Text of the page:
(For those of you who are not Panic! At the Disco fans, those are lines from one of their songs.)
I'll continue my theme and breakdown this post with those lyrics.
Put another "X" on the calendar
I've been ticking off the miles like clockwork this month. I ran 229 miles in August, which is my second highest month ever. My highest was in March of 2009. It's easy to run high monthly mileage when the month has five weekends for five long runs.
But there was a setback week in August. My right calf started to get really tight during a workout and during the cooldown, every step hurt. At the same time, my high hamstring tendonitis flared up. I've had this injury since March, but it had gotten about 95% better. But after the workout, the pain flared up very noticeably.
The result was that I had to take two unplanned rest days, cut mileage back on another and bail on a 10K race. Interestingly, I was able to run 18 easy miles the day of the race, but I could tell my legs would not have wanted to run fast on hills. Now my calf and my hamstring feel just as good as they did at the beginning of the month, and I am very grateful for that.
|July and August training|
I'm continuing to love my new training program, and I've had some really great workouts:
- 60-minute steady state run: 7.7 miles at an average pace of 7:47 (faster than MP, slower than tempo)
- 3-2-1 tempo run w/4:00 recoveries: 3 miles at 7:35, 7:35, 7:25 then 2 miles at 7:24, 7:21, then 1 mile at 7:14
Summer's on its deathbed
This summer has been wonderfully mild and I'll be sad to see it go. As much as I have always hated hot weather running, I think I am really starting to embrace it. Proper hydration and heat acclimatization go a long way and I think that I'm much better equipped to handle heat than I was in previous summers, even though it hasn't been as hot.
Interestingly, I opted to do this past weekend's 20-miler on Sunday rather than Saturday. Sunday was noticeably hotter and sunnier than Saturday, but I just wasn't "feeling it" on Saturday. I decided to cut my would-be long run short at 8.7 miles, with the confidence of knowing that I could run a 20-miler in the heat. And not only could I do it, but that I'd be better off in the hotter weather with a little more rest under my belt. The hot, humid, sticky, sunny 20-miler was a success and a huge confidence boost for warm weather running. I paced it properly and my last mile was the fastest and most energized.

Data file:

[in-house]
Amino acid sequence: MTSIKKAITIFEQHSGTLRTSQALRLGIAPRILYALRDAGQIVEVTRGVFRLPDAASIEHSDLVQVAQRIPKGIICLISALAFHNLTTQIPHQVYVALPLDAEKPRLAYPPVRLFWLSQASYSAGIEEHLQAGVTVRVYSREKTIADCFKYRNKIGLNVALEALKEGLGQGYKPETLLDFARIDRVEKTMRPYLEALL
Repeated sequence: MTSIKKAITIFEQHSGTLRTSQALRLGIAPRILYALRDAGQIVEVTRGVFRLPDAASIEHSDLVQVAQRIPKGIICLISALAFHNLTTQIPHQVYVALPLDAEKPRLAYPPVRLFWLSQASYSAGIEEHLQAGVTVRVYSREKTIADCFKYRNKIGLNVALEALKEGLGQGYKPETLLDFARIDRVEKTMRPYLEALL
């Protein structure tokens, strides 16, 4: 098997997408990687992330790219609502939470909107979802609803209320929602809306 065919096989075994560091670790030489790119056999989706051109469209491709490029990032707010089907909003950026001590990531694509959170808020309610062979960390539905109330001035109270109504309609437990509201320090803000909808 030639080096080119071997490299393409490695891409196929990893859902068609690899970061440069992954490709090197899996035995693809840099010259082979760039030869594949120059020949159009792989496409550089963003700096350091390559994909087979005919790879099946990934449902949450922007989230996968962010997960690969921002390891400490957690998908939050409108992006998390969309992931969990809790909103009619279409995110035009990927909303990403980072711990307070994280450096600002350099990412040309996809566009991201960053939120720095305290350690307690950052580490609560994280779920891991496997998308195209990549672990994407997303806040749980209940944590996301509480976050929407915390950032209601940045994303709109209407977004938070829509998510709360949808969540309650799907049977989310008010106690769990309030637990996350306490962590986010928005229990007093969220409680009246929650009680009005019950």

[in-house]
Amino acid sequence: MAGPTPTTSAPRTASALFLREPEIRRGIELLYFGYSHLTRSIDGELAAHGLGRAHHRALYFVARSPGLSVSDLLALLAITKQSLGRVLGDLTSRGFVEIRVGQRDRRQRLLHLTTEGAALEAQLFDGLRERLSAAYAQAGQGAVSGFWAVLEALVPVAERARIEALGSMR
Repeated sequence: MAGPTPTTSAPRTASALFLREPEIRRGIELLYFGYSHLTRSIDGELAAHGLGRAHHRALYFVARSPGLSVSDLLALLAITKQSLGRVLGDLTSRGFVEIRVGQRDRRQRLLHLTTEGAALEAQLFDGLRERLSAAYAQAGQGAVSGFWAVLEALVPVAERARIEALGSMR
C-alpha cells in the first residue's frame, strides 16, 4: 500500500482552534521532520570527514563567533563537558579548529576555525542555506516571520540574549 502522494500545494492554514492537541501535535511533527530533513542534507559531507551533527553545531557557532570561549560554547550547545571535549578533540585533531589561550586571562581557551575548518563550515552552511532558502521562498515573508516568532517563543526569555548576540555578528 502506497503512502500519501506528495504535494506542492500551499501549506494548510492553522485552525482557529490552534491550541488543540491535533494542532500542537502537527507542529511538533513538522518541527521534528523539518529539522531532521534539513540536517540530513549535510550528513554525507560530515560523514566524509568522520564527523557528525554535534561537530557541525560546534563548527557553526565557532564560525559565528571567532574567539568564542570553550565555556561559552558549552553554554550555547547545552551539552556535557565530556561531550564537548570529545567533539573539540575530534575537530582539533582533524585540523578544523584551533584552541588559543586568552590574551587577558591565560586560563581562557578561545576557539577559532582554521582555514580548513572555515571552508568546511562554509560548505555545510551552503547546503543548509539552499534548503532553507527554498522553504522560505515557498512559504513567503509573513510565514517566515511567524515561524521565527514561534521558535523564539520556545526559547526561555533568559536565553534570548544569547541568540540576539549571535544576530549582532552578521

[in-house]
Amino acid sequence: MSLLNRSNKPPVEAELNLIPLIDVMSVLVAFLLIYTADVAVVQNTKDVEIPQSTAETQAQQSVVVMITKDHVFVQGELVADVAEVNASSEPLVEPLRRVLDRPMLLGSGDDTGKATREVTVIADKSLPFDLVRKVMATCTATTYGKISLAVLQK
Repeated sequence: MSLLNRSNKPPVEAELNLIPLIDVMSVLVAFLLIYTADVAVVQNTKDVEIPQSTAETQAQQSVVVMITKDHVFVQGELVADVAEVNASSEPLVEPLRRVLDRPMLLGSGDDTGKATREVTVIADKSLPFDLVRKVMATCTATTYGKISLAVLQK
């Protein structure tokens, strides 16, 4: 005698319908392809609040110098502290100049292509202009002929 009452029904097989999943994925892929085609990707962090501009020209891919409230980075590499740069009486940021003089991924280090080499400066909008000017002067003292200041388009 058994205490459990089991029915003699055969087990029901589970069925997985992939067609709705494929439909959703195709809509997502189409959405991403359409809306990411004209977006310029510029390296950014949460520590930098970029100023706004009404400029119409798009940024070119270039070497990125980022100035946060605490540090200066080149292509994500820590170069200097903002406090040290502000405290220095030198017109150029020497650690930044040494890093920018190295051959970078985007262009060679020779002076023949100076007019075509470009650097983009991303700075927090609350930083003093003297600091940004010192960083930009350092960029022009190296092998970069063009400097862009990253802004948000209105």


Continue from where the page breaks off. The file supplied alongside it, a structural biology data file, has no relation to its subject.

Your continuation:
Before I became a runner, summer was always my favorite season and I had a renewed appreciation for it this year after such a brutally cold winter. I always used to say that I prefer running in very cold weather to very hot weather. And while that's still true for racing, I would rather go out in a sports bra and shorts than spend all this extra time with layers of clothing and gloves, hat, hand warmers, etc.
There is simply nothing worse than knowing how it ends
I was once asked: "If you knew how your races would go before you ran them, would you still want to run them?" It was a good question. In the past, I've had a lot of anxiety about racing because of the uncertainty. I wanted to be able to control how the race went. I didn't like that there were so many things about racing that were unknown and that were beyond my control. And as a result, I found it difficult to relax in the days leading up to a race.
But the more I thought about that question (and my outlook on running in general) the more I realized that a large part of the fun is seeing what happens on race day. You don't know what is going to happen or what time you will get. And that's cool! It's not something to worry about, but rather something to embrace as the excitement of the sport.
The reason I bring this up now (other than that it fits my lyrical composition of this post) is because I find myself looking at my fall races with excitement instead of anxiety. In less than three weeks I will be running a half marathon and then a full marathon four weeks after that. I'm confident that my physical and mental prep will serve me well no matter what the outcome, so my focus has been primarily on this preparation and not the races themselves.